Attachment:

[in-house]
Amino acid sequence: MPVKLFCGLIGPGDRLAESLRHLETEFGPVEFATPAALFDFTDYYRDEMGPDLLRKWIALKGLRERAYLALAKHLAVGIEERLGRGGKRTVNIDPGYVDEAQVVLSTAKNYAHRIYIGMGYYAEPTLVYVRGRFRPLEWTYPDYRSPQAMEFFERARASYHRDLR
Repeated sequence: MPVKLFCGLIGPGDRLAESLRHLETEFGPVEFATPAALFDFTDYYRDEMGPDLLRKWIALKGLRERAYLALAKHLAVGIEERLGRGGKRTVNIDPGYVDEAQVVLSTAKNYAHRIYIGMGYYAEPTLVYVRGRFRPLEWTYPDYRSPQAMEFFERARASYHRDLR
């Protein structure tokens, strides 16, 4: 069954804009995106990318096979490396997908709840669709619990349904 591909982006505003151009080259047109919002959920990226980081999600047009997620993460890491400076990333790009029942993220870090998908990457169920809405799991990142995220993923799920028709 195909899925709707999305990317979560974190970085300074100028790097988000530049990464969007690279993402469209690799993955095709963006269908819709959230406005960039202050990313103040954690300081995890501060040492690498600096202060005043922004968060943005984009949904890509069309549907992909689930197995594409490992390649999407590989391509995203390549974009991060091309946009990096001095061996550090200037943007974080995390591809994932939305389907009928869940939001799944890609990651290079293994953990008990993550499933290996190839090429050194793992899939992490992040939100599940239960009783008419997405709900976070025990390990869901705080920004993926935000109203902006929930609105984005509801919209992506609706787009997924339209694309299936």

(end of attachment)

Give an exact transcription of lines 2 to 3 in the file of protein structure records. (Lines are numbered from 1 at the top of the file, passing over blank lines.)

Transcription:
Amino acid sequence: MPVKLFCGLIGPGDRLAESLRHLETEFGPVEFATPAALFDFTDYYRDEMGPDLLRKWIALKGLRERAYLALAKHLAVGIEERLGRGGKRTVNIDPGYVDEAQVVLSTAKNYAHRIYIGMGYYAEPTLVYVRGRFRPLEWTYPDYRSPQAMEFFERARASYHRDLR
Repeated sequence: MPVKLFCGLIGPGDRLAESLRHLETEFGPVEFATPAALFDFTDYYRDEMGPDLLRKWIALKGLRERAYLALAKHLAVGIEERLGRGGKRTVNIDPGYVDEAQVVLSTAKNYAHRIYIGMGYYAEPTLVYVRGRFRPLEWTYPDYRSPQAMEFFERARASYHRDLR